from The American Heritage® Dictionary of the English Language, 4th Edition
- n. A Celtic custom.
- n. A Celtic idiom.
- n. A fondness for Celtic culture.
from Wiktionary, Creative Commons Attribution/Share-Alike License
- n. A Celtic custom or idiom.
from the GNU version of the Collaborative International Dictionary of English
- n. A custom of the Celts, or an idiom of their language.
from The Century Dictionary and Cyclopedia
- n. The manners and customs of the Celts.
- n. A Celtic idiom or mode of expression. Also Celtism, Keltism.
I am the last to disclaim the influence of what is sometimes called "Celticism" upon English literature; upon this point I am certain that Matthew Arnold has said almost the last word.
Right here: regardless of his claims of Celticism, he must in fact be Latvian, since his reflexes so perfectly mirror those of these obscure Balkananianses: they called the SWAT team.
And some of those who cling to their vernacular as a proof of their Celticism may be making a great mistake; speech is never a proof of race, and survivals of other blood than Celtic adopted dialects of the Celtic speech.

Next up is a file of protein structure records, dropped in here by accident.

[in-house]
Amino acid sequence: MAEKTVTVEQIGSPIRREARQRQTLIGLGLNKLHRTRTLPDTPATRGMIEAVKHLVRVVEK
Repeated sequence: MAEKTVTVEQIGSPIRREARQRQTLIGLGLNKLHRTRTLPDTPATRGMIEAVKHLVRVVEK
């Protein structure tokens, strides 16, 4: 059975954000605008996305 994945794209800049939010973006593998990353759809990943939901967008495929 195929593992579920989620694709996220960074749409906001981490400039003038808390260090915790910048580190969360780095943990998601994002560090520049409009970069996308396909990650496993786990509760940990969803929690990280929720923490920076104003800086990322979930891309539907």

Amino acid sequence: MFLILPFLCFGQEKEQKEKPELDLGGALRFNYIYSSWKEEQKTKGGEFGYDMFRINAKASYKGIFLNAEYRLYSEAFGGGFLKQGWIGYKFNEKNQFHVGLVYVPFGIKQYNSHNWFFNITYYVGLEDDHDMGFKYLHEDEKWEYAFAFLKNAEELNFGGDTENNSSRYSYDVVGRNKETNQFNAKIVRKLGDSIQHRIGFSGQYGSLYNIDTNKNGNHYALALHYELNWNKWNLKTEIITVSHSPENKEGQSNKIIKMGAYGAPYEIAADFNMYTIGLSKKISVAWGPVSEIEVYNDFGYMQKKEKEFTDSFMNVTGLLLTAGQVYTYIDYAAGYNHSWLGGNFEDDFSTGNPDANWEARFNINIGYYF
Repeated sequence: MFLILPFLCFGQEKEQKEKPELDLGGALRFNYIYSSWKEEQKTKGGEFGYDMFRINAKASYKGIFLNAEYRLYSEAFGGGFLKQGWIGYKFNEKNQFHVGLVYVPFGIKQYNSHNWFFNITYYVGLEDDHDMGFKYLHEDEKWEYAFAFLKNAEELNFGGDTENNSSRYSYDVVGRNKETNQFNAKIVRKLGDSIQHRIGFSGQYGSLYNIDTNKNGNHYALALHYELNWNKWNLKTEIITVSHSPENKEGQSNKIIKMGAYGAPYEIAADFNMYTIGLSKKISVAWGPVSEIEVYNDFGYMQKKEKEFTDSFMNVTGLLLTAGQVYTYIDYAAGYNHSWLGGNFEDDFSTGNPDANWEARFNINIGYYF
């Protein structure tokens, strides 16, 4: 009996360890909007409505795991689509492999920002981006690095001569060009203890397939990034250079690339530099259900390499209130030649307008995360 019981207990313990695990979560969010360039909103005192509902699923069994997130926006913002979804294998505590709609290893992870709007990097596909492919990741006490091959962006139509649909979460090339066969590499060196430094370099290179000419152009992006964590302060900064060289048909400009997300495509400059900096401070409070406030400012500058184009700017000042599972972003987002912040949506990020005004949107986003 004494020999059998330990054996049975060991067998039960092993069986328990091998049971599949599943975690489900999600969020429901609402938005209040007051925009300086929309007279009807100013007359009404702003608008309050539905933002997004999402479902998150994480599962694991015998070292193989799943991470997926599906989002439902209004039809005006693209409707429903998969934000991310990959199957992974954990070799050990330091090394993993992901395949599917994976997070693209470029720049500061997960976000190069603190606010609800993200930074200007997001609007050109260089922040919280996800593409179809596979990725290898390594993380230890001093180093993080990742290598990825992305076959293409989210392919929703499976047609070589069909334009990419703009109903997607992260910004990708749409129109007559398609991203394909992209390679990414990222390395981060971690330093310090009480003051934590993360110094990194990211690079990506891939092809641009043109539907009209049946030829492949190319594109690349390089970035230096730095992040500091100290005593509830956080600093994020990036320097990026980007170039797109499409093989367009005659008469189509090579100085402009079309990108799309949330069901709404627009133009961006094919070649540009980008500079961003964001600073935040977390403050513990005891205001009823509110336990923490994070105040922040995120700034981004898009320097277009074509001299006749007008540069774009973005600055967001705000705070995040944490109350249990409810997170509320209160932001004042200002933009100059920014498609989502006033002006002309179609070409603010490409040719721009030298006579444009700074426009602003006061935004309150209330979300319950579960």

Partly because of bathing and boating, and partly because Gideon, the organiser of the party, wanted to find out if there was much Potterism in Cornwall, or if Celticism had withstood it.
It is its characteristic that it constantly girds a manor a poetand carries him whither he would not The fourth Aeneid is the triumph of an unconscionable Celticism over the whole moral plan of Vergils epic.
This being the true and strange glory of Ireland, it is impossible to hear without impatience of the attempt so constantly made among her modern sympathizers to talk about Celts and Celticism.
We are in the very heart of Welsh nationality, which was always a respectable thing -- far more so than the Celticism of the Gaels and Irish.
Still more recently, the revival of Welsh national sentiment has inspired a hope, which has become a belief, that the Roman conquest was an episode, after which an unaltered Celticism resumed its interrupted supremacy.
If they did not know what conclusion to arrive at as to earthenware and as to Celticism, it was because they were ignorant of history, especially the history of France.
The possession of such a rare piece of furniture bound them the closer to the Celticism of Normandy.